Report finds illicit drugs bought on Internet could be poison (Ya think?)

Alternative Medicine, Medical Economics
HealthDay reports, "A case study of two men who were poisoned and turned blue after ingesting what they thought was a recreational drug that they had bought on the Internet highlights the dangers of such purchases," according to a study in the Morbidity and Mortality Weekly Report, published by the US Centers for Disease Control and Prevention. (more…)
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Many physicians foolishly treat self, family members

Marriage and Family Health, Medical Economics
American Medical News reports, "Professional ethics policies have long warned about the perils of physicians treating themselves or family members," and yet, "a 2011 survey of more than 1,000 physicians in North Carolina found that nearly half had treated themselves and that 85% had treated an immediate family member, significant other or close friend." (more…)
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PSA screening for prostate cancer. The debate continues.

Cancer, Health Headlines, Medical Economics, Men's Health
ABC World News reported, "An earthquake in the debate over men and prostate cancer" regarding a "simple blood test called a PSA. Twenty million men use it to find out if they show a sign of risk, yet today, a government task force is saying healthy men should skip that test, arguing that the treatment that often follows the test may not be worth the consequences." (more…)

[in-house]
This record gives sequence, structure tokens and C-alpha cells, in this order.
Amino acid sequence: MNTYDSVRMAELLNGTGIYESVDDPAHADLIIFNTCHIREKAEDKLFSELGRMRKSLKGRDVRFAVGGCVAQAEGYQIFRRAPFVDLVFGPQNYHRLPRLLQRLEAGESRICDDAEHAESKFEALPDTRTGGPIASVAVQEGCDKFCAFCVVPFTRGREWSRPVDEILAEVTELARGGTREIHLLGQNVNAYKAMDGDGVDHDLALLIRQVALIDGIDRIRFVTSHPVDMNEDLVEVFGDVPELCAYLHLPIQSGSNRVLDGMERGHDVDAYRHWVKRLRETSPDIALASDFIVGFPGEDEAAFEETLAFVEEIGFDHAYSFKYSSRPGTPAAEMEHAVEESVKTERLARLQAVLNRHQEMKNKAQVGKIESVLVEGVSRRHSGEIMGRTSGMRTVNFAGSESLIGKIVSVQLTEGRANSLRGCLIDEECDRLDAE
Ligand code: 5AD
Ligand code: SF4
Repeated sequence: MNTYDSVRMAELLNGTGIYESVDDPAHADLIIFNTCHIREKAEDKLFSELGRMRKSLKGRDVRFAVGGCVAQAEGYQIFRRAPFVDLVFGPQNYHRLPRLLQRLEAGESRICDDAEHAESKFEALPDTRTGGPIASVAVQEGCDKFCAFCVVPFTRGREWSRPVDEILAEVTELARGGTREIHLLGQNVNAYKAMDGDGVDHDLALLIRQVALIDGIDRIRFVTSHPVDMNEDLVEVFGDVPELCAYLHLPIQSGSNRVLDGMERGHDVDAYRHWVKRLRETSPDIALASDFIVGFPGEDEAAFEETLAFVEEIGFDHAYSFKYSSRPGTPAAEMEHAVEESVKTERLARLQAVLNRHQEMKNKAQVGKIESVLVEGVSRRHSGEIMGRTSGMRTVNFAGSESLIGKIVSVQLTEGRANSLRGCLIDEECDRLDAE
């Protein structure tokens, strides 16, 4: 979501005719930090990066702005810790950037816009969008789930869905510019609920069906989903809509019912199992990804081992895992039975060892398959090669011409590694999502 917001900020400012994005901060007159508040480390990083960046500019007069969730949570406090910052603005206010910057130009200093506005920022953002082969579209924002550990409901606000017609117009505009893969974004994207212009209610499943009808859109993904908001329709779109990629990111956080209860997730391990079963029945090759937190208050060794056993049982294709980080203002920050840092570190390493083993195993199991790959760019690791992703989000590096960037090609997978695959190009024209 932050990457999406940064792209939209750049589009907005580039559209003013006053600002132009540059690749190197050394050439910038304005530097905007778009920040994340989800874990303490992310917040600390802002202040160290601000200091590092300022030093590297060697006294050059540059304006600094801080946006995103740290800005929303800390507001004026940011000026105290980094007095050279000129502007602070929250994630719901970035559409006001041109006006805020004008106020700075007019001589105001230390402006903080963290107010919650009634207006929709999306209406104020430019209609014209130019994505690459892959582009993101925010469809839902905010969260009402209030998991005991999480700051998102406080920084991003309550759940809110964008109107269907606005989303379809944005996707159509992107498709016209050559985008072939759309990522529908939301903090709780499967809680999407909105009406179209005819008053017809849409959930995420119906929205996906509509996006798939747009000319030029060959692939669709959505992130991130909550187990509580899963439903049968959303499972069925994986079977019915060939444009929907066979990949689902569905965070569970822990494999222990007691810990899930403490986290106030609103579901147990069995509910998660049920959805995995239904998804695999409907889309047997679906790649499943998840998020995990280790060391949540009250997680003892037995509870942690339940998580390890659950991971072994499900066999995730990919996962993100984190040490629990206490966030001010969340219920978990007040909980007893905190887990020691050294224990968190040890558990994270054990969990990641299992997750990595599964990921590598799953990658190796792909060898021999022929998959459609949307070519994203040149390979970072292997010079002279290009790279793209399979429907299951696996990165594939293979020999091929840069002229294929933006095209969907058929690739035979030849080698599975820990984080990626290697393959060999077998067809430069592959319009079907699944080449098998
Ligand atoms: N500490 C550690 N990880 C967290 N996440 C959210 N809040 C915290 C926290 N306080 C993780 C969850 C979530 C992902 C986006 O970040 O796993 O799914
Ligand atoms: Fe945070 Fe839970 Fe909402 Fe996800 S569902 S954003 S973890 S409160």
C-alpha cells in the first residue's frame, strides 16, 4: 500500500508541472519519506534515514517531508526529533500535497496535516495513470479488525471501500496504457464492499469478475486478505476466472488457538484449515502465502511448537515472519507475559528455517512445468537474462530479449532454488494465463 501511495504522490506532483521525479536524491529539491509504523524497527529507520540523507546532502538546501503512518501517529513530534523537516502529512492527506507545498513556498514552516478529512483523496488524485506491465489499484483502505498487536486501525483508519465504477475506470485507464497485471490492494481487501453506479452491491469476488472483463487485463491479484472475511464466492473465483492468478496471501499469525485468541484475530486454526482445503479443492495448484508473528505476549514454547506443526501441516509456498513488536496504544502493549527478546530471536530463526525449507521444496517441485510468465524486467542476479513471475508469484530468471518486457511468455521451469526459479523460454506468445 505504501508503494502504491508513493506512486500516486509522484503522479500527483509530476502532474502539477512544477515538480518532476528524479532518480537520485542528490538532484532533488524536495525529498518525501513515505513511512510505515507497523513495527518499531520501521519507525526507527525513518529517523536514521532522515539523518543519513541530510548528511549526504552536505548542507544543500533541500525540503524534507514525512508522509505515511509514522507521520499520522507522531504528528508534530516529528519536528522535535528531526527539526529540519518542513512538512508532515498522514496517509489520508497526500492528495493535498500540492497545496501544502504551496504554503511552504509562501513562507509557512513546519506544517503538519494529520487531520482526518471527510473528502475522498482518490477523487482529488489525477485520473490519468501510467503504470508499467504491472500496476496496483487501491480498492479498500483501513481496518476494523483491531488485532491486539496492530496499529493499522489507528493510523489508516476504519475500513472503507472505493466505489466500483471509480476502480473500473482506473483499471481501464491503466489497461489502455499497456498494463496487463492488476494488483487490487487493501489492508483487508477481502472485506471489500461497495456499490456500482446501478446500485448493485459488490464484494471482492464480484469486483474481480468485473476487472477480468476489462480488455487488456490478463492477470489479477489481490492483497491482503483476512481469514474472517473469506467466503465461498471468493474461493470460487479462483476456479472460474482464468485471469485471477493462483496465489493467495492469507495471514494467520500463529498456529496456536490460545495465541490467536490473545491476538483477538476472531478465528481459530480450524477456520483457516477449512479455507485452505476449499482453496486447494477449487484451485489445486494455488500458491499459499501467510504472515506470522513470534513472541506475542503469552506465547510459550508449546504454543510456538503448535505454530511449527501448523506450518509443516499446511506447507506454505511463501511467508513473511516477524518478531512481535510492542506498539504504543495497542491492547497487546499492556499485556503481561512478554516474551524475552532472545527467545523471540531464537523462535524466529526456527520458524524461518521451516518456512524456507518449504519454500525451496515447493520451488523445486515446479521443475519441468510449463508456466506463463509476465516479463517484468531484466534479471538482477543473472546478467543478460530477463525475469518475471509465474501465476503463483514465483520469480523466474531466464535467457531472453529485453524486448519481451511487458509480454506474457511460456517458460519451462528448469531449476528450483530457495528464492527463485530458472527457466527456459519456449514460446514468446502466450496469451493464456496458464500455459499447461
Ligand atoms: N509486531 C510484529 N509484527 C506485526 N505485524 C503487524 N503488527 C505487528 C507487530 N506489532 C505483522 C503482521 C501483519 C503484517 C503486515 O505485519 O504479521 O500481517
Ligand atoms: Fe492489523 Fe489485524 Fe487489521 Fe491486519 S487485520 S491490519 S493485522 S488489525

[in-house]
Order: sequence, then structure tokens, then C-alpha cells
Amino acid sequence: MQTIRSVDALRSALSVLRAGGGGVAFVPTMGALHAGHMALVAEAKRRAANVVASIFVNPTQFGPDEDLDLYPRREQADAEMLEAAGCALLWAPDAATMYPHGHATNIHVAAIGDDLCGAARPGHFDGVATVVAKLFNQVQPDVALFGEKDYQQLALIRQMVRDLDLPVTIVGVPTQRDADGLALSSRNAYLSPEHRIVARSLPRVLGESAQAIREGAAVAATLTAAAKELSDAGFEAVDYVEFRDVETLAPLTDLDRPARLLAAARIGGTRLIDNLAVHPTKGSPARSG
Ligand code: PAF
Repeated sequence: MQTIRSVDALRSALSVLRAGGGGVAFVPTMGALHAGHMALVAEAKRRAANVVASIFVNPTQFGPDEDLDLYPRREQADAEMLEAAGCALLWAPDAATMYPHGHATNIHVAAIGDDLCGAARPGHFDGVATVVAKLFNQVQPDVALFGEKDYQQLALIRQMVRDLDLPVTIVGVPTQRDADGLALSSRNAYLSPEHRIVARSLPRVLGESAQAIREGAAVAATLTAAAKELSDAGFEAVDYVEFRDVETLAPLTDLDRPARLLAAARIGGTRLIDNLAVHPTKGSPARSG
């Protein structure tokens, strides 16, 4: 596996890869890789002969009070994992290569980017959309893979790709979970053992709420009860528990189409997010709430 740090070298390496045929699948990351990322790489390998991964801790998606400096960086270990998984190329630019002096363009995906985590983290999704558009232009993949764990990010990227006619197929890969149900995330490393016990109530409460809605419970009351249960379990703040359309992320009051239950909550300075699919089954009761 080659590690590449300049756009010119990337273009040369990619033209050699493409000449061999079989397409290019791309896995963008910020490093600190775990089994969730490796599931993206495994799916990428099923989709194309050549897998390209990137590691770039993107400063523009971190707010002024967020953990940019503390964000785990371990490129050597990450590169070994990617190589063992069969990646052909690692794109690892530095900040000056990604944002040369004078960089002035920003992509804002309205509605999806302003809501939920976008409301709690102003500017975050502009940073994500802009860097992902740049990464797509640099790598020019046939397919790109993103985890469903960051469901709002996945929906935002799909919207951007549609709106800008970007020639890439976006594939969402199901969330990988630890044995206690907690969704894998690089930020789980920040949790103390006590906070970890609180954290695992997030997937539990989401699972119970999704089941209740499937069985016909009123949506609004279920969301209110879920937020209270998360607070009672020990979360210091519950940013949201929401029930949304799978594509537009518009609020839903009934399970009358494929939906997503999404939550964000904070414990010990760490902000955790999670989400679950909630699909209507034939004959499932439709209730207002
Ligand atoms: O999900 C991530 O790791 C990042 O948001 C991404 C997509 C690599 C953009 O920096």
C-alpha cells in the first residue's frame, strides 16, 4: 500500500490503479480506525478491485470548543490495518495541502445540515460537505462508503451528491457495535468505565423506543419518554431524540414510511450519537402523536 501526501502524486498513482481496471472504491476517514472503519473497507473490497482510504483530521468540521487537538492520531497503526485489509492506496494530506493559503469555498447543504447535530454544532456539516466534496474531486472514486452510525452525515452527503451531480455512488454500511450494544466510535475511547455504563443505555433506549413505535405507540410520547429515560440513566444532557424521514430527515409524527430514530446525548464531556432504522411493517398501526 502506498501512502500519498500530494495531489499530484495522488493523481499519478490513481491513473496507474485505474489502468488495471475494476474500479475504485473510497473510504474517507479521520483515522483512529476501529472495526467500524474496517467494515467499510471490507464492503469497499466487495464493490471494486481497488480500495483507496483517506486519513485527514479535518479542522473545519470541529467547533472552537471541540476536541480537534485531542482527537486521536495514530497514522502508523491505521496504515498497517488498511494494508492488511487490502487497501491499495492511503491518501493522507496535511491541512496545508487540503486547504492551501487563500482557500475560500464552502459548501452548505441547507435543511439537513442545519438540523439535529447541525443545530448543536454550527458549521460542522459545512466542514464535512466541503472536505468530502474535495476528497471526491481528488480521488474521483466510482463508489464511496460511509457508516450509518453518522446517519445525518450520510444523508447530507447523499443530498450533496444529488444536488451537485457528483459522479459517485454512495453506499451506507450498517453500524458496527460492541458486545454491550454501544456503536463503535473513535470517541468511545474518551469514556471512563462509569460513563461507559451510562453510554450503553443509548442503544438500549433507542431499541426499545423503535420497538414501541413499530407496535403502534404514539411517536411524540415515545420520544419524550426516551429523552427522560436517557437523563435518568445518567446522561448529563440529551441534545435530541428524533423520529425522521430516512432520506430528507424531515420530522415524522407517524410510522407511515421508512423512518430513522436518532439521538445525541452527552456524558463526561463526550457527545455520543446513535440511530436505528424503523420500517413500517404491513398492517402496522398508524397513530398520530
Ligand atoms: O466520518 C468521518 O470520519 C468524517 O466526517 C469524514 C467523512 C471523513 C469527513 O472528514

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Is the US infant mortality ranking “shameful”? I say, “no,” but here’s the debate:

Children's Health, Health Headlines, International Health, Medical Economics
Of the over 2000 blogs I've posted, one of the most popular was Health Myth #1: “The U.S. has one of the highest infant mortality rates in the developed world.”. Now, in an editorial, USA Today points out that the US has now dropped "to 41st worldwide in newborn death rates." Is it really that bad here? (more…)